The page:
Road safety

IAM RoadSmart, a charity dedicated to reducing the number of people killed and seriously injured on the roads, is involved in lobbying for improvements in road safety standards and leading the road safety debate with central government and within the motoring community. IAM RoadSmart is an advocate for lifelong personal development of driving and riding skills.

Road Safety infographic

IAM RoadSmart analyses multiple issues and viewpoints when considering ways to improve road safety, not least those of its, 92,000 members. Human factors are one of these – how the driver (or rider) interacts with the journey, the vehicle and the external world – as highlighted by the 2016 government report on road casualties: “All accidents have a cause and that cause is often someone making a mistake or exhibiting dangerous or thoughtless road behaviour”.

The 2017 IAM RoadSmart Safety Culture Index, a study of UK motorists’ attitudes towards driving. The report highlighted that the main areas of concern amongst motorists (who took part in the survey), included: Using a mobile phone whilst driving, aggressive driving and drug driving.

IAM RoadSmart Human Factors

Whilst the UK has seen massive reductions in the number of people killed and seriously injured on the roads over the decades, that figure has plateaued at  just over 1,700 in recent years (reported road fatalities were 1,792 in 2016, 1,732 in 2015, 1,775 in 2014 and 1,713 in 2013. Reported serious injuries were 24,101 in 2016, 22,137 in 2015, 22,801 in 2014 and 21,657 in 2013).

Added to this, we are less than two decades away from driverless cars becoming popular on our roads. An important area of consideration is how driverless cars will exist on the roads alongside conventionally driven vehicles. What is certain is that the debate will not disappear as technology plays a bigger role in our motoring lives, and IAM RoadSmart will continue to play a central role in it.

IAM RoadSmart’s director of policy and research, Neil Greig, said: “Five years of flat lining road deaths is unacceptable. The huge gains in road safety made in the past now seem a distant memory. The government must show more leadership to really drive down road deaths in the future.”

News

IAM calls for strict targets to reverse increase in figures of people killed and injured on British roads

Posted on 24/09/15 |

The Institute of Advanced Motorists (IAM) has called for a raft of measures to reverse the disappointing increase in numbers of people killed and injured on UK roads as announced today by the government.

The Department of Transport’s Reported Road Casualties Great Britain: 2014 Annual Report says there were 1,775 reported road deaths in 2014, an increase of 4% compared with 2013.

It added the number of people seriously injured in reported road traffic accidents increased by 5% to 22,807 in 2014.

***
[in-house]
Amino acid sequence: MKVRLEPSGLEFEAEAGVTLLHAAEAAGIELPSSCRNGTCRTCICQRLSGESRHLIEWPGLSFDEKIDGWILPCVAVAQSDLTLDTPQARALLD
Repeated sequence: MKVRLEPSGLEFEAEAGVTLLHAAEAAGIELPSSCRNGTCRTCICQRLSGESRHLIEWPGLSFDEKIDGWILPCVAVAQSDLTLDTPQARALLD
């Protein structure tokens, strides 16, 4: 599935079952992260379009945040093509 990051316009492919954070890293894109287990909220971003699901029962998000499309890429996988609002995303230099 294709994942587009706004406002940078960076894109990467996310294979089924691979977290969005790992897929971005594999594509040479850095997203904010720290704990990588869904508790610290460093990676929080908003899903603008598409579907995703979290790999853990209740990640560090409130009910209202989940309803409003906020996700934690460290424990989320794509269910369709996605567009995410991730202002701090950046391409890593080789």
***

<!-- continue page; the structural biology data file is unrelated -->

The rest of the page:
A total of 194,477 people were killed or injured in reported road accidents in 2014, the first increase in overall casualties since 1997.

And the most common factor which contributed to accidents in 2014 was drivers failing to look properly.

The IAM is especially concerned that pedestrians accounted for three quarters of the increase in fatalities between 2013 and 2014. Pedestrian fatalities increased by 12 per cent from 398 in 2013 to 446 in 2014 (all statistics: reference 1).

The IAM urges the government to take radical steps to reverse these worrying figures before they become a long-term epidemic, in particular that pedestrian protection must be made a much higher priority, and the decline in numbers of police traffic officers must be reversed at the earliest opportunity.

Neil Greig, IAM director of policy and research, said: “These figures are very worrying, especially the fact that driver behaviour remains the top cause of crashes.

“We are clear on what needs to be done here. We call again for road safety targets to be reintroduced – they are an internationally recognised way of ensuring reductions are measured and achieved.

“There also must be a greater focus on driver and rider quality and incentives for companies and individuals to continuously develop their skills.

“There also needs to be a focus on tackling pedestrian deaths, an area which is often ignored. We believe that car technology and design should now shift from occupant protection to protecting the vulnerable outside cars.”

Neil suggested manufacturers should pursue developments like pop-up bonnets, pedestrian airbags and detector systems.

He added: “We also need better pedestrian facilities to segregate traffic and vulnerable users where speeds are high, and campaigns to educate pedestrians themselves as they are most often at fault in crashes.”

Tips

 

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